Archive for 'Conversion'

Using Compassion in Determining Halacha: An Early 20th Century Example

Rabbi David Tzvi Hoffman was a most unusual rabbi for his time. His attitudes toward a perspective convert was pretty liberal–especially when compared to the positions taken by numerous Modern Orthodox and Haredi rabbis living today. It is unfortunate the past generations of rabbinic scholarship expressed far more imagination and creativity than the newer generations of rabbinic leaders we have today.

R. Hoffman was born in Verbo, Hungary in 1843, and he died in Berlin in 1921. His great erudition encompassed all ...

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We’ll Be Watching You–Big Brother and the Haredi Rabbis

“The most successful tyranny is not the one that uses force to assure uniformity but the one that removes the awareness of other possibilities, that makes it seem inconceivable that other ways are viable, that removes the sense that there is an outside.”

Allan Bloom - The Closing of the American Mind

As I have mentioned in previous articles I have posted, the late Lubavitcher Rebbe raised the issue of “Who is a Jew?” and made it one of the most explosive ...

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Maimonides’ famous Responsa on “Converting for the sake of marriage”

Maimonides once wrote in his Responsa about a certain Jewish man who was living with a non-Jewish maid-servant. The man was suspected of having a sexual liaison with this woman.  The Beit Din found out about this–what was the man to do? Remove the woman from his house?

In response to this question, the Rambam stated that technically according to the law, the woman should be forced out–period. After it learned of his wrongdoings, the ...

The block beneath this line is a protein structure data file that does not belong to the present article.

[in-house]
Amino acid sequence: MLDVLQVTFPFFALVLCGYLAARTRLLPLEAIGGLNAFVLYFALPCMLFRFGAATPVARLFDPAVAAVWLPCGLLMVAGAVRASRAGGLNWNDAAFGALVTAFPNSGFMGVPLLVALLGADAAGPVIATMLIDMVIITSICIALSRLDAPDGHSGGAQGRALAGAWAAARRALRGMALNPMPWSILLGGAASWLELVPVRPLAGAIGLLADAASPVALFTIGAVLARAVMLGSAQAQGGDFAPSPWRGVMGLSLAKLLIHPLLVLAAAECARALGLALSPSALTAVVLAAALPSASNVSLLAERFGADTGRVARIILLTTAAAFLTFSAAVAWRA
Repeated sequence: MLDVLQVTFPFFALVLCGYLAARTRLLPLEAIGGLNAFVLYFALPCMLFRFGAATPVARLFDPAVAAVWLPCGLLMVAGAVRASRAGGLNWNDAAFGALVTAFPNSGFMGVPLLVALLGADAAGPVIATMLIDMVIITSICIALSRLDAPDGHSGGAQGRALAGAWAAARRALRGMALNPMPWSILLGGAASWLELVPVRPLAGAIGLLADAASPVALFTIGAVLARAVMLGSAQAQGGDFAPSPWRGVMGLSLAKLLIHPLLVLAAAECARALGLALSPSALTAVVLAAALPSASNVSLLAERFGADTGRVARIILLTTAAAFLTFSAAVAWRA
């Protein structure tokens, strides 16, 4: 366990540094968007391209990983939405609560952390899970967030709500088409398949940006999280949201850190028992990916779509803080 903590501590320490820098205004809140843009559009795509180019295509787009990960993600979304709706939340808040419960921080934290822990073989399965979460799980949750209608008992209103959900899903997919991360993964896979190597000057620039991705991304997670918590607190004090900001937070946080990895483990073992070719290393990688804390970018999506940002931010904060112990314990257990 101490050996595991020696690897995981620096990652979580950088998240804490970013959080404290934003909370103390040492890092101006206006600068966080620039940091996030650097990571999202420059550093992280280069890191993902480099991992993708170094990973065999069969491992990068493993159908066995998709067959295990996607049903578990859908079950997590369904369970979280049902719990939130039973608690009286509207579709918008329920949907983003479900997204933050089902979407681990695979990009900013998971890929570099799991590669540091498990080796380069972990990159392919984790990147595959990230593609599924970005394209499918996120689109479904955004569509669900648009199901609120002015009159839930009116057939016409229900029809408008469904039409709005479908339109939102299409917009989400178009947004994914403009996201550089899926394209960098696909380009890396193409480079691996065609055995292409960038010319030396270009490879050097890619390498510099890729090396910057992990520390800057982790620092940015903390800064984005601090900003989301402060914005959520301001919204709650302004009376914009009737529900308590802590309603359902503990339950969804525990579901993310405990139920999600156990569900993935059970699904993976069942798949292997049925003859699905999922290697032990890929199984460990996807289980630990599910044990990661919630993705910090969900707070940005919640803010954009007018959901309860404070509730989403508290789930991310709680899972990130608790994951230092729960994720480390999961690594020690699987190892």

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Haredi Politics and the British Chief Rabbi’s Moral Quandary

The British conversion crisis in Britain illustrates why a separation between Church and State is vital for everybody involved. The job of being a Chief Rabbi is not without its politics and intrigue.

Yet, in the everyday politics of the job, even the Chief Rabbi occasionally yields to the intransigent forces that define the Haredi community of Great Britain.

It was the year 2005; two women, who had undergone an Orthodox conversion in Israel, apply to get their children enrolled in the ...

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Augustine and the “Mark of Cain”

What is the significance of the “mark of Cain” (Gen. 4:15)?

The text does not identify exactly what the sign was. Historically, this passage has often served as a scriptural support for Christian persecution of the Jews. For Cain, this was a mark of God’s special loving care and protection. For Jerome’s contemporary, Augustine, this idea proved to be a fertile concept for his comparison of Cain to the Jews. Curiously, Augustine, said nothing about this mark serving as a protective ...

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